“Bluebeard” is not the only source that a Jungian analyst might cite for comparative purposes. Locks and keys in other fairy tales - and in myths, folktales, art, literature, and culture - might provide even more relevant parallels to a lock and a key in a dream. Curiosity might not be the decisive issue at all in the dream. Amplification requires of the Jungian analyst an extensive, even an “encyclopedic” knowledge of myths, fairy tales, folktales, art, literature, and culture in order to specify precisely which parallels are archetypally pertinent.
Active imagination is a technique by which an individual evokes images from the unconscious and then engages them in conversation. The method requires active participation with the images rather than mere passive observation of them.
The technique assumes that the imagination is a reality just as real as any other reality (for example, external reality). In active imagination, the images emerge from the unconscious as figures (or “personifications”), and the individual must interact with those figures in internal reality as if they were real persons.
It is imperative, Jung says, that “you say what you have to say to that figure and listen to what he or she has to say.” He says that you must pose a question to the figures and “compel the figures to give you an answer.” According to Jung, active imagination is “a dialogue between yourself and the unconscious figures.”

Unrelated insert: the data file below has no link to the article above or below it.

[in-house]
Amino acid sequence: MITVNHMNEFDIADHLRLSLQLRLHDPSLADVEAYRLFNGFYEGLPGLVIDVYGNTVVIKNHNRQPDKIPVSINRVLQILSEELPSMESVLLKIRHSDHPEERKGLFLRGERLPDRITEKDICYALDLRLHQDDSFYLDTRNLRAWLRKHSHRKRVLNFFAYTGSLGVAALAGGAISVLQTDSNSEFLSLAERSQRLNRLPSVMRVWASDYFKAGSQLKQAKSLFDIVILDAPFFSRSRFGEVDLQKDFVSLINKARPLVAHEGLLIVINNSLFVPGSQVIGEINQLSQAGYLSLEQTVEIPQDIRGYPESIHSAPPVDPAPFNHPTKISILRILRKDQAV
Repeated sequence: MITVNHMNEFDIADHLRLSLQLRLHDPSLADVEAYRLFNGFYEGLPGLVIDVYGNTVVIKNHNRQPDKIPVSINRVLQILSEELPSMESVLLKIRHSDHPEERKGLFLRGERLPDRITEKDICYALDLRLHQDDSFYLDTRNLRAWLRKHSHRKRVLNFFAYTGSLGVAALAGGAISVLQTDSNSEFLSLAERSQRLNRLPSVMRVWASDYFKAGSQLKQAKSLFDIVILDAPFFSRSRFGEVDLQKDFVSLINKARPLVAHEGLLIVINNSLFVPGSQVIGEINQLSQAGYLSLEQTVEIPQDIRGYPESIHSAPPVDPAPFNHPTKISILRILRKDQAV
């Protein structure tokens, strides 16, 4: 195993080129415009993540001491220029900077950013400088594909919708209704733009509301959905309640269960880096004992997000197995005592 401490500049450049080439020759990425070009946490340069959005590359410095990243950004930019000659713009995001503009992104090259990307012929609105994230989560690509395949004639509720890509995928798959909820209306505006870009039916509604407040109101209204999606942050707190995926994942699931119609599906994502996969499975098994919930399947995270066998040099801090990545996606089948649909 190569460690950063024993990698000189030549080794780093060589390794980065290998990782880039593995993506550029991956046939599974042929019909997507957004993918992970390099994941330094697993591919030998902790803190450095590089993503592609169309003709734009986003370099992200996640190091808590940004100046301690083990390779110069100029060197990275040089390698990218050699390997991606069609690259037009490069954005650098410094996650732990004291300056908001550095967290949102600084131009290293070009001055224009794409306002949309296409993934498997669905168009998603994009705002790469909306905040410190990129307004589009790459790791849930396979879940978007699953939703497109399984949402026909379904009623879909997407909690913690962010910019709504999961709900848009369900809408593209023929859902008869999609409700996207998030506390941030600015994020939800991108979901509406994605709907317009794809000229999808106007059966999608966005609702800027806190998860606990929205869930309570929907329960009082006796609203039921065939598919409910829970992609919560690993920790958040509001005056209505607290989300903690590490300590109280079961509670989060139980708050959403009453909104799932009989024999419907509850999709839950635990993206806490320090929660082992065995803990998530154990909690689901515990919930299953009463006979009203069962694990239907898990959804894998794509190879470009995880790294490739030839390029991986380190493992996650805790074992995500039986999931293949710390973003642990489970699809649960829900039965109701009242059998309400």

Jung attempted active imagination for the first time on December 12, 1913. He deliberately descended into the unconscious. “I let myself drop,” he says. “Suddenly it was as though the ground literally gave way beneath my feet, and I plunged down into dark depths.”
Among the figures that Jung encountered in active imagination were Elijah, a wise old man with a white beard, Salome, a beautiful but blind young girl, a large black snake, and Philemon, an old man with the horns of a bull, four keys, and the wings of a kingfisher.
In active imagination, Jung discovered that “there are things in the psyche which I do not produce, but which produce themselves and have their own life,” that “there is something in me which can say things that I do not know and do not intend.” This discovery was what he eventually called the autonomy of the unconscious.